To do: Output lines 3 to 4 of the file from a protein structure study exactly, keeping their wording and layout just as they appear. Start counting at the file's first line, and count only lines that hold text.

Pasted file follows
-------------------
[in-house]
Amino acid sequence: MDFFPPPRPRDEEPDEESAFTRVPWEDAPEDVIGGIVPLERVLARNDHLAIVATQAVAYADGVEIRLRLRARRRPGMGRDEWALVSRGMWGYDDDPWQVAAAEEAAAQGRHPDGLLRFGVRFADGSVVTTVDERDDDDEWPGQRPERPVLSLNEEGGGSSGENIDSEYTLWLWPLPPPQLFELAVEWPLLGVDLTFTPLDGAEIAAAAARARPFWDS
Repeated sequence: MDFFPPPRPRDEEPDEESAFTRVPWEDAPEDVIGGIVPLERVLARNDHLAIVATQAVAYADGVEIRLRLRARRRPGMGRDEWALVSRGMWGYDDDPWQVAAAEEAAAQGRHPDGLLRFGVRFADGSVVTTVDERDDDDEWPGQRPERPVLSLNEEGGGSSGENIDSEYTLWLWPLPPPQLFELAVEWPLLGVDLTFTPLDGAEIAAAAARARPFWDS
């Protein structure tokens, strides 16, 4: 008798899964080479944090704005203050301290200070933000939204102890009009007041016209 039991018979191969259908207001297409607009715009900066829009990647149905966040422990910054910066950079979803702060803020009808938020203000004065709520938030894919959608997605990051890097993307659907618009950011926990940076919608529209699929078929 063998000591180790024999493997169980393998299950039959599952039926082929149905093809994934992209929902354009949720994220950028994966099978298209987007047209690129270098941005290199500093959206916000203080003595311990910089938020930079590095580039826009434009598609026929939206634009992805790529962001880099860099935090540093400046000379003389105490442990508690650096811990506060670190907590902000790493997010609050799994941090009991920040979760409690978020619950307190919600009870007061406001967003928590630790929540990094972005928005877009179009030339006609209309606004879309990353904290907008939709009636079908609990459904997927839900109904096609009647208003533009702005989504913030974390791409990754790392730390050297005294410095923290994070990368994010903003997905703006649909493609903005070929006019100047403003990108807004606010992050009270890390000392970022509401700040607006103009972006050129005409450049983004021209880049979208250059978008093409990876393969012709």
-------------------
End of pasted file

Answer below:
Repeated sequence: MDFFPPPRPRDEEPDEESAFTRVPWEDAPEDVIGGIVPLERVLARNDHLAIVATQAVAYADGVEIRLRLRARRRPGMGRDEWALVSRGMWGYDDDPWQVAAAEEAAAQGRHPDGLLRFGVRFADGSVVTTVDERDDDDEWPGQRPERPVLSLNEEGGGSSGENIDSEYTLWLWPLPPPQLFELAVEWPLLGVDLTFTPLDGAEIAAAAARARPFWDS
């Protein structure tokens, strides 16, 4: 008798899964080479944090704005203050301290200070933000939204102890009009007041016209 039991018979191969259908207001297409607009715009900066829009990647149905966040422990910054910066950079979803702060803020009808938020203000004065709520938030894919959608997605990051890097993307659907618009950011926990940076919608529209699929078929 063998000591180790024999493997169980393998299950039959599952039926082929149905093809994934992209929902354009949720994220950028994966099978298209987007047209690129270098941005290199500093959206916000203080003595311990910089938020930079590095580039826009434009598609026929939206634009992805790529962001880099860099935090540093400046000379003389105490442990508690650096811990506060670190907590902000790493997010609050799994941090009991920040979760409690978020619950307190919600009870007061406001967003928590630790929540990094972005928005877009179009030339006609209309606004879309990353904290907008939709009636079908609990459904997927839900109904096609009647208003533009702005989504913030974390791409990754790392730390050297005294410095923290994070990368994010903003997905703006649909493609903005070929006019100047403003990108807004606010992050009270890390000392970022509401700040607006103009972006050129005409450049983004021209880049979208250059978008093409990876393969012709």